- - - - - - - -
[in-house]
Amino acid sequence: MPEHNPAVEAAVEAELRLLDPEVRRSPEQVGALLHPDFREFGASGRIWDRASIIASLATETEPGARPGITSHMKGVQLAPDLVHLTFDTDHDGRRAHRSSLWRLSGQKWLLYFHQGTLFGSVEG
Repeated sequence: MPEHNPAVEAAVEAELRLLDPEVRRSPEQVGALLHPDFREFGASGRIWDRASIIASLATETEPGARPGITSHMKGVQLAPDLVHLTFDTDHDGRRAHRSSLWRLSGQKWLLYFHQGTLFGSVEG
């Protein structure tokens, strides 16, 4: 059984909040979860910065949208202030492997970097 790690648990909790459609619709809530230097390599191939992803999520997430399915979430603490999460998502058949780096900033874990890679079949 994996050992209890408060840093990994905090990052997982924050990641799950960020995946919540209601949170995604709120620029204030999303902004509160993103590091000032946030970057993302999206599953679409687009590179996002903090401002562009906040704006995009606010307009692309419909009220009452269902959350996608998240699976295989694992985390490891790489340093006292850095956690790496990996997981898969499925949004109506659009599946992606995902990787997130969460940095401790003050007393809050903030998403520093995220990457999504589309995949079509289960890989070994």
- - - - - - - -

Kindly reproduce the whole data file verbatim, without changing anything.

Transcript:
[in-house]
Amino acid sequence: MPEHNPAVEAAVEAELRLLDPEVRRSPEQVGALLHPDFREFGASGRIWDRASIIASLATETEPGARPGITSHMKGVQLAPDLVHLTFDTDHDGRRAHRSSLWRLSGQKWLLYFHQGTLFGSVEG
Repeated sequence: MPEHNPAVEAAVEAELRLLDPEVRRSPEQVGALLHPDFREFGASGRIWDRASIIASLATETEPGARPGITSHMKGVQLAPDLVHLTFDTDHDGRRAHRSSLWRLSGQKWLLYFHQGTLFGSVEG
């Protein structure tokens, strides 16, 4: 059984909040979860910065949208202030492997970097 790690648990909790459609619709809530230097390599191939992803999520997430399915979430603490999460998502058949780096900033874990890679079949 994996050992209890408060840093990994905090990052997982924050990641799950960020995946919540209601949170995604709120620029204030999303902004509160993103590091000032946030970057993302999206599953679409687009590179996002903090401002562009906040704006995009606010307009692309419909009220009452269902959350996608998240699976295989694992985390490891790489340093006292850095956690790496990996997981898969499925949004109506659009599946992606995902990787997130969460940095401790003050007393809050903030998403520093995220990457999504589309995949079509289960890989070994």